Signaling the start of Christmas

Published 8:31 pm Thursday, November 19, 2015

Everyone deserves to enjoy all the joy of Christmas, but there are certain groups who sometimes get shut out of that.

One of those groups is deaf children, who — without intervention created especially for them — will never be able to hear Christmas carols or talk to Santa in their own language.

That’s where the actions of a group of people and organizations including Norfolk’s MacArthur Center mall, educators who teach deaf children and American Sign Language, and the ASL Club at Lakeland High School come into play.

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This year, for the third year, MacArthur Center organized a “Signing Santa” event, where deaf and hard of hearing children can give Santa their wish list in American Sign Language and get his response back, also in American Sign Language. They also get to see Christmas carols performed by the Lakeland High School club.

In between, they enjoy the sensory pleasures that all children can enjoy equally, including playing in the (artificial) snow, getting their face painted and eating cookies.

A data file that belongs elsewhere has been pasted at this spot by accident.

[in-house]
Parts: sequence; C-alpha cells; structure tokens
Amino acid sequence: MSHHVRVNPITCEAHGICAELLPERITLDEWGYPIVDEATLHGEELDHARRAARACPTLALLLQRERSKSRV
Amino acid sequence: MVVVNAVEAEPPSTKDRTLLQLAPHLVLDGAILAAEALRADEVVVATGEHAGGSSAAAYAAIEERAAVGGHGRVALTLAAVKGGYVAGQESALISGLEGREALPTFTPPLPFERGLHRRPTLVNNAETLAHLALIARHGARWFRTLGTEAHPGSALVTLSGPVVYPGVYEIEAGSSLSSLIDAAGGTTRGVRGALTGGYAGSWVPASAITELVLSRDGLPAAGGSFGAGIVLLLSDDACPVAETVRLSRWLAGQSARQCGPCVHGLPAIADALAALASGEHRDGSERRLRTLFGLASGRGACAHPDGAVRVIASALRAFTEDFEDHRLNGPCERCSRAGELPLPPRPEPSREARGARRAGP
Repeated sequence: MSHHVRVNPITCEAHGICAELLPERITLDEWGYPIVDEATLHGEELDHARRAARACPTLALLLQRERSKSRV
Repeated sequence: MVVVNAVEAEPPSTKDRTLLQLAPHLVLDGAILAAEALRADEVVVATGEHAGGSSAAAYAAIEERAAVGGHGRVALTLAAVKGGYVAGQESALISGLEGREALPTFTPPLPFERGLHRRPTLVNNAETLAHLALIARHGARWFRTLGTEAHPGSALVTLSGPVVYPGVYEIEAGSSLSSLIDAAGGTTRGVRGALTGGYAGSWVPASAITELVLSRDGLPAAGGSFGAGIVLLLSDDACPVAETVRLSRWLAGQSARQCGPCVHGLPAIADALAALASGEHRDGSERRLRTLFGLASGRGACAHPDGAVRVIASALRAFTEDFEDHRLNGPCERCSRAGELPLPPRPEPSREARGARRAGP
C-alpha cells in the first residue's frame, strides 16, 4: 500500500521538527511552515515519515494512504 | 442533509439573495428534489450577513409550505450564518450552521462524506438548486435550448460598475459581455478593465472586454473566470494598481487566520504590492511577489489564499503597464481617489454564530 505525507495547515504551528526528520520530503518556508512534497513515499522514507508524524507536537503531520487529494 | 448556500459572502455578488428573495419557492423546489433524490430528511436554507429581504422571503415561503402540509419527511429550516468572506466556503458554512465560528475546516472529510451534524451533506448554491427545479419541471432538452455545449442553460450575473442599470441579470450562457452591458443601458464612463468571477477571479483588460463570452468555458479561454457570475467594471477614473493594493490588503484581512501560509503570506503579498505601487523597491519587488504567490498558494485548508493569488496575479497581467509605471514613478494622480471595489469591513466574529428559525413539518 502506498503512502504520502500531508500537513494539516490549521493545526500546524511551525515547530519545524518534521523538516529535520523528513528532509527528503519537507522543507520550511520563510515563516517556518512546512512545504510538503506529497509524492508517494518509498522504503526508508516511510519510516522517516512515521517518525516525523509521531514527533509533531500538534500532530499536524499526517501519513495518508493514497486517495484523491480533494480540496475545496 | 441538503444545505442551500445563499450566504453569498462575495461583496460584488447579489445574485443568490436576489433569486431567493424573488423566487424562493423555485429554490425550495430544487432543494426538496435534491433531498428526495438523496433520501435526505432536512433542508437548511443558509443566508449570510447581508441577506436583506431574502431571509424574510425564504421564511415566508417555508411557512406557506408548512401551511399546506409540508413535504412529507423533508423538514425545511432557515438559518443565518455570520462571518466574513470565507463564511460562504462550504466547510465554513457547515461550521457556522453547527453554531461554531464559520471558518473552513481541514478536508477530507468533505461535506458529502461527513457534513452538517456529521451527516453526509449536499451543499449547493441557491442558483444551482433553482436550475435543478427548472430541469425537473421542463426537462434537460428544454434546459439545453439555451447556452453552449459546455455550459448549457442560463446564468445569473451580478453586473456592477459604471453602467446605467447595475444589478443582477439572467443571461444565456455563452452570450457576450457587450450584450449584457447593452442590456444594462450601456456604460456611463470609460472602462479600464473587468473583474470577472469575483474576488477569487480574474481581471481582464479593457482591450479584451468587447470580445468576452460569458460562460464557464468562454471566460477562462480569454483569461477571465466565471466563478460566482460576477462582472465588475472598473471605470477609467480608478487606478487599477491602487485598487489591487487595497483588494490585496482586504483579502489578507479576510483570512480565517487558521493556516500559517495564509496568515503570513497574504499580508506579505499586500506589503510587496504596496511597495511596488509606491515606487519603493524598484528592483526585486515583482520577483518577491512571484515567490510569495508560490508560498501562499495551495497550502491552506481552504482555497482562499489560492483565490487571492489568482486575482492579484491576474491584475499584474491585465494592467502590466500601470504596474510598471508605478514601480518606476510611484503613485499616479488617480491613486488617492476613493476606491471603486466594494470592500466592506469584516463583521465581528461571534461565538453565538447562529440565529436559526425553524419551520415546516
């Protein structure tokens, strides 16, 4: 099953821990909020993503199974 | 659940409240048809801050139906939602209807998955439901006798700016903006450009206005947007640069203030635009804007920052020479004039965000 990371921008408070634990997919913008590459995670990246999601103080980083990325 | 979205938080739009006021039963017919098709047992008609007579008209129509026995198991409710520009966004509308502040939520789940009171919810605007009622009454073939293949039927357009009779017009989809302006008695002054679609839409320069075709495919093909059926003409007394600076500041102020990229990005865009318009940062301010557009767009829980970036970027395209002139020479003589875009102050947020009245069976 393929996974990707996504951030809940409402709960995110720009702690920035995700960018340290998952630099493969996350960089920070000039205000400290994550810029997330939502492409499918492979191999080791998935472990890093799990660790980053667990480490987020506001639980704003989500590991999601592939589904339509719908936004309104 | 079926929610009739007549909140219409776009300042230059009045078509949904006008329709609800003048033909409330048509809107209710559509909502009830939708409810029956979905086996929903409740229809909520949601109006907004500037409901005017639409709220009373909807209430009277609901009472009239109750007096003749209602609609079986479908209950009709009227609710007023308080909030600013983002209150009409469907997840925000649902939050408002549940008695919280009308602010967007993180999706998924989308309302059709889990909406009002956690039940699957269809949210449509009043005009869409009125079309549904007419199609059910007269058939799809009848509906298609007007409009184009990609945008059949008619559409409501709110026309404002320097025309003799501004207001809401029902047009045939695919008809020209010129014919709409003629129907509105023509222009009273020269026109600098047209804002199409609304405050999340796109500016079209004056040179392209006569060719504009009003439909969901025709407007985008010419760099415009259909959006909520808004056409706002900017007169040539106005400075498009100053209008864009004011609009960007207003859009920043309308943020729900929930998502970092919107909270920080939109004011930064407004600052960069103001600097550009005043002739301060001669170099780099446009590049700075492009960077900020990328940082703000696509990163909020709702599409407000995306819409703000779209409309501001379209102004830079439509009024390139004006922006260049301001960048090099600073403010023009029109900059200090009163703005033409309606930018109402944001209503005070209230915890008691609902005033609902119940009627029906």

Anita Fisher’s class at Lakeland puts in a lot of work to make sure they know the signs for the Christmas carols they perform. But it’s all for a good cause.

“Too many times we forget about people with disabilities, and we do things for those who are hearing,” she said.

That’s especially true during the holidays, when so much Christmas cheer is spread by tinkling bells, carols, Santa’s “Ho, Ho, Ho,” the sounds of family greeting each other and readings of the Nativity story and “’Twas the Night Before Christmas.”

Many thanks from the entire community go to everyone who helps plan and participate in this event, especially Suffolk’s own Anita Fisher and her ASL students. You all made the holidays for a group of very deserving children.